Hetts: So Sabrina, any thoughts on fixed income that you want to add?
Denis: No, I think I totally agree with Lara that any kind of strategy at the moment that gives investors flexibility during these uncertain times, possible or potentially recessionary times, right now really deserves a place in clients’ portfolios. There’s a wide spectrum of these alternative strategies out there, because often investors are staying away because of their complexity or because they don’t really know where these alternatives fit in their asset allocation. And I’m not just speaking about fixed income alternatives; obviously with those you can even benefit from the interest rate volatility you see in the market because they are benchmark unconstrained. As Lara mentioned, you have to have flexibility to adjust the credit and duration exposure accordingly, as much as these fixed-income alternatives, but also more broadly – equity-like ones, or multi-strat[egy], they usually provide different risk and return exposures, so really what the clients want at the moment. Uncorrelated returns usually have a lower beta to traditional asset classes, so in a nutshell, really, that is what we would call alternatives. But to be successful with these alternatives, it’s really important to follow a clear intention and be really up front on the role that they should play in a client’s portfolio. And then I think they are really a great tool, especially, as I said, in the uncertain time right now that we’re seeing.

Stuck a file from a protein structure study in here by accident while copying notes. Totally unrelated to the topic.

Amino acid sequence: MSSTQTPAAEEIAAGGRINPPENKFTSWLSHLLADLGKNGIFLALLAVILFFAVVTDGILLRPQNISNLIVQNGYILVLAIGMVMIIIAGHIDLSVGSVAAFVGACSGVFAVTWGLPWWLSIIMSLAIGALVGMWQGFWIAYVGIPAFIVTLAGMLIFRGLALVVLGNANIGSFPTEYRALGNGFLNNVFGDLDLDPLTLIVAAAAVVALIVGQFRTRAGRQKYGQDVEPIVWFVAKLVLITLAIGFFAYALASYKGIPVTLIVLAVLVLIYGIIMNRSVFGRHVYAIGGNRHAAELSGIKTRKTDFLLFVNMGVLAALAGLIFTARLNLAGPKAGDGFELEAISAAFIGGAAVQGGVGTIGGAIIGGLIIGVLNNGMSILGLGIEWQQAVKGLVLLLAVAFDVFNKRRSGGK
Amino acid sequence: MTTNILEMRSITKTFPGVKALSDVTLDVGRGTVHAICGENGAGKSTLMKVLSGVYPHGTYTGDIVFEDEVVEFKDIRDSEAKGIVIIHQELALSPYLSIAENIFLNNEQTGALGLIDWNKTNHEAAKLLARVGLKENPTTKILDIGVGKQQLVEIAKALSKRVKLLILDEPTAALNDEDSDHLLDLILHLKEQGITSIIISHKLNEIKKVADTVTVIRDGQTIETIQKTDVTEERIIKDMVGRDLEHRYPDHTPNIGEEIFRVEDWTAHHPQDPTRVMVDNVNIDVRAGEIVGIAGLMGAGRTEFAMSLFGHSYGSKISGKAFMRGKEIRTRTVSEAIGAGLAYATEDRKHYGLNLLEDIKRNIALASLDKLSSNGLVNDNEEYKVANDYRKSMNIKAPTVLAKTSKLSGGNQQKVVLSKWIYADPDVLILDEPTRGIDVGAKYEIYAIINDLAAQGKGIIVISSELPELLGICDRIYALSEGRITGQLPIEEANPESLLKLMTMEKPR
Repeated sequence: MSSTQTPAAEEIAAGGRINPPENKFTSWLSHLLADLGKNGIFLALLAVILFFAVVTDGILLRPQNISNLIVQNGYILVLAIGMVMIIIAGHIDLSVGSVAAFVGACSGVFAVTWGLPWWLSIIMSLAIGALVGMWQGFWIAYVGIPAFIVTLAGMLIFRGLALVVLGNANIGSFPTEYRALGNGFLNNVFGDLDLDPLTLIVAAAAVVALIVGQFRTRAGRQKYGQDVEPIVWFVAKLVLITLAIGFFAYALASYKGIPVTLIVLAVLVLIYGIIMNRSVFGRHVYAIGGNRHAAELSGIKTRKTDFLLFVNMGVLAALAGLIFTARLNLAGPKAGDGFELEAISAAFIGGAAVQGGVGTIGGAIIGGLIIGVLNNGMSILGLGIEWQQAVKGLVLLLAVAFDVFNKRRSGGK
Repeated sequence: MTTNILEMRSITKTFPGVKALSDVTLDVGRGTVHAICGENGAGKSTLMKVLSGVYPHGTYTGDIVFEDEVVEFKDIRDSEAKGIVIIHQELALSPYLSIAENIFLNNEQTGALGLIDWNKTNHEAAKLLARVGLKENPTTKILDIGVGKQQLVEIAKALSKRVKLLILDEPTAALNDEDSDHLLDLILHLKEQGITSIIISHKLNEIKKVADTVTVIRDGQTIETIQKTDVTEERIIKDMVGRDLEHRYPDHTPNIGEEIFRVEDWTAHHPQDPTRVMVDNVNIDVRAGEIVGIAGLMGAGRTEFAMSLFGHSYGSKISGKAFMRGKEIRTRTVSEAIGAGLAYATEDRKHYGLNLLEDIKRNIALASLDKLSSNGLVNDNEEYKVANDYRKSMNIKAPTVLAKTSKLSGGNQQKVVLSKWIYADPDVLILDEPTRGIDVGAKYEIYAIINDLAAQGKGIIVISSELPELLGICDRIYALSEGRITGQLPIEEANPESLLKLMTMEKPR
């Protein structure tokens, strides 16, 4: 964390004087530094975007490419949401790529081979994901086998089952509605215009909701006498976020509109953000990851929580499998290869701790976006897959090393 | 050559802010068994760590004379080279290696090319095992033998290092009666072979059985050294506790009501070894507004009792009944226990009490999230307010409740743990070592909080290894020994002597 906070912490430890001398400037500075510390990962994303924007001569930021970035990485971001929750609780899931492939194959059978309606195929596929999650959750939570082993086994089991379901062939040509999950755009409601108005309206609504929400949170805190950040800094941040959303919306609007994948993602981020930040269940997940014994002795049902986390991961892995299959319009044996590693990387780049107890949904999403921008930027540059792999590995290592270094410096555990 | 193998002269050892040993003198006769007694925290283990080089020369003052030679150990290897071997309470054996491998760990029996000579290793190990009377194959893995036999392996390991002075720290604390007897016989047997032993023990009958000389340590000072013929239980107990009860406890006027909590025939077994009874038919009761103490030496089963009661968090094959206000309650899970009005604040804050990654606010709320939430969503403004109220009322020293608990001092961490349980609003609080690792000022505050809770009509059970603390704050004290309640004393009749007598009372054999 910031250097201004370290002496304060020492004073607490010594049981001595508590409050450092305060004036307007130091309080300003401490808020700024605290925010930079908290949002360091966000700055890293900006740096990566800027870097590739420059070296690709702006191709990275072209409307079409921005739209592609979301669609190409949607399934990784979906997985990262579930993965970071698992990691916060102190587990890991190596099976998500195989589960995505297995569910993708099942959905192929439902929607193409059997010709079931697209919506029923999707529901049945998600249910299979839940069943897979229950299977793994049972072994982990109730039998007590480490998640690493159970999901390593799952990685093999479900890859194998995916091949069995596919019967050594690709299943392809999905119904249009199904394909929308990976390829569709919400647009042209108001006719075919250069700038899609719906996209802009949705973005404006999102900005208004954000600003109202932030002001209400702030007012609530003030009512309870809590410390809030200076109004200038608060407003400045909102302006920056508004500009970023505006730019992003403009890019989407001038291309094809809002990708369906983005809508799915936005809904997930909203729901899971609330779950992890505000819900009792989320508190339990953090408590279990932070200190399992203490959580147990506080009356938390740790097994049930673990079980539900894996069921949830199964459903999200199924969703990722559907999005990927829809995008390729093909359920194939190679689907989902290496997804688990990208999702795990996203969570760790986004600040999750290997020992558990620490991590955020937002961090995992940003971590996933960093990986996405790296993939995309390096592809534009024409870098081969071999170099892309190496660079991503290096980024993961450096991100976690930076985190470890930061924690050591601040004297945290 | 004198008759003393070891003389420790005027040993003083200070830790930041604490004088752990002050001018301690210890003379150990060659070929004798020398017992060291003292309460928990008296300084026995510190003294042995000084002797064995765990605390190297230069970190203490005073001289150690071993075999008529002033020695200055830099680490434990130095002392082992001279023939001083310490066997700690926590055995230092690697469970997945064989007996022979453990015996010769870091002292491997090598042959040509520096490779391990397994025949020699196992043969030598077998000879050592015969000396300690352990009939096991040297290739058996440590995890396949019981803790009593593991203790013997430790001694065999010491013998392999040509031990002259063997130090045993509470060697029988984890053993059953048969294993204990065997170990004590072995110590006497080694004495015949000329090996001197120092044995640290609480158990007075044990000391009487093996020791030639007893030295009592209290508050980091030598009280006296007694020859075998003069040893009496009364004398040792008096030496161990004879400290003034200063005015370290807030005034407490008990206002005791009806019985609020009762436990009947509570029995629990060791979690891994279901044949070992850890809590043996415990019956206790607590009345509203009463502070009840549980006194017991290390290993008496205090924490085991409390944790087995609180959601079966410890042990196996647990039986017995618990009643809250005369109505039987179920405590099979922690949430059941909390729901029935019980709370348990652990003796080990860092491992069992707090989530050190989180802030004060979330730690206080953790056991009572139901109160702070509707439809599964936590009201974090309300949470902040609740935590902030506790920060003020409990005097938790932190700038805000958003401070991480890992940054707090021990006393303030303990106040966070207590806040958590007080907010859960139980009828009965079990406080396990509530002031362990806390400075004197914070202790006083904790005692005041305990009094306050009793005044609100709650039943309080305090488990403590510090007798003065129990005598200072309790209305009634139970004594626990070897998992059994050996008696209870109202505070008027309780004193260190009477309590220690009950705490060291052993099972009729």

Hetts: So when you’re talking about these alternatives, Sabrina, the unconstrained, nontraditional, lower beta, lower correlation strategies … can you give some examples of these types of strategies that you’re seeing in client portfolios?
Denis: Especially here in the UK, I would say we’re seeing a lot of client portfolios now holding more and more absolute return funds, but also funds that, we would say, fall into the category of multi-strategy. So, in between fixed income and equity alternatives that really cover a really broad range, and usually, they also often include a couple of different strategies. For example, hedge funds, commodities, anything kind of like global macro, etc., so everything that’s uncorrelated in the current environment is very, very popular at the moment with our UK clients and in their portfolios.
Hetts: So we’ve covered the 60/40 I think pretty well. It’s not dead. It needs some changes. And I think the concepts we talked about with the equities and fixed income are pretty universal or global in nature, but in a global team, we still have different regional focuses that are driven by different regional clients with different needs. So Sabrina, sticking with you, can you talk about just the EMEA region and what you’re seeing that you think we haven’t talked about so far that maybe has become a bigger focus for you locally than what you’ve seen in the U.S.?